A demonstration of male and female condoms. ©Ollivier Girard
What is comprehensive sexuality education?
Comprehensive sexuality education enables young people to make informed decisions about their sexuality. It is taught over several years, introducing age-appropriate information consistent with the evolving capacities of young people. It includes scientifically accurate, curriculum-based information about human development, anatomy and pregnancy. It also includes information about contraception and sexually transmitted infections (STIs), including HIV. And it goes beyond information, to encourage confidence and improved communication skills. Curricula should also address the social issues surrounding sexuality and reproduction, including cultural norms, family life and interpersonal relationships.
Human rights issues, gender equality and gender roles should be integrated into every aspect of these discussions. This includes human rights protection, fulfilment and empowerment; the impact of gender discrimination; the importance of equality and gender-sensitivity; and the ideas underlying gender roles. Sexual abuse, gender-based violence and harmful practices should also be discussed. Taken together, all this information teaches young people the life skills necessary to assume responsibility for their own behaviour and to respect the rights of others.
A matter of human rights
The sexual and reproductive choices of young people can have a cascading effect on their human rights. Adolescent pregnancy, for example, can lead girls to drop out of school, which deprives them of their right to education. Lack of understanding about gender equality can lead to discrimination and other human rights concerns.
The importance of sexuality education has been recognized by numerous international agreements. The Programme of Action of the 1994 International Conference on Population and Development calls on governments to provide sexuality education, specifying that such education should take place both in schools and at the community level, be age-appropriate, begin as early as possible, foster mature decision-making and aim to eliminate gender inequality.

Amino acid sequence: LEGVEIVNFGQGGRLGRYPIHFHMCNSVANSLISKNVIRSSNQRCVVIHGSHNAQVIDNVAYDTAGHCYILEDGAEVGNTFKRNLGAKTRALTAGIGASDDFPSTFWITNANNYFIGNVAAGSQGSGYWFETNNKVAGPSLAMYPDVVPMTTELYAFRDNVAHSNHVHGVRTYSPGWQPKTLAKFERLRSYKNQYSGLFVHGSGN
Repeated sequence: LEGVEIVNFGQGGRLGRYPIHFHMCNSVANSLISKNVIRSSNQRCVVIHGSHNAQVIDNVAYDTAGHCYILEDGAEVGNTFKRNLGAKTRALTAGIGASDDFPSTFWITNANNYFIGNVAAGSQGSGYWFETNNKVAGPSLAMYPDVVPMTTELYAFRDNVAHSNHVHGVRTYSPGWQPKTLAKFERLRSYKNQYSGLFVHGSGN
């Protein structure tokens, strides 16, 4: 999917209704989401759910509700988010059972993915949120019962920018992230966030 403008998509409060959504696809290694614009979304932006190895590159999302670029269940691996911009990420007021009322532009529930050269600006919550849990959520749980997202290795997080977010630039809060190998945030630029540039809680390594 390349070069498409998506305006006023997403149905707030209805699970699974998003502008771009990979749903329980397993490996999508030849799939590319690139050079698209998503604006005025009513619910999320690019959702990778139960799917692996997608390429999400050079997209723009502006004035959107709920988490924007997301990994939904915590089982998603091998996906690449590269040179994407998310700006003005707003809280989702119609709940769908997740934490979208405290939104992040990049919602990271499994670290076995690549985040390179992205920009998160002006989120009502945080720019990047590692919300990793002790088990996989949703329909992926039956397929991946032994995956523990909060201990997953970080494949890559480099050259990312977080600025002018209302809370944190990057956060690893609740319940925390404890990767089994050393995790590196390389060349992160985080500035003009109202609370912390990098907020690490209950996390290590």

The rights to education and health are also embedded in the Convention on the Rights of the Child and are elaborated in the Report of the Special Rapporteur on the right to education, among other human rights documents. Human rights conventions also show the interrelatedness between sexual health problems, such as STIs and HIV, and human rights violations, such as violence. They clarify that comprehensive sexuality education should address both concerns.
Essential and effective
Numerous studies show that curricula providing accurate information about condoms and contraception can lead to reductions in the risky behaviours reported by young people. A number of evaluations also show reductions in unintended pregnancies and STIs. By contrast, programmes that teach only abstinence have not been shown to be effective.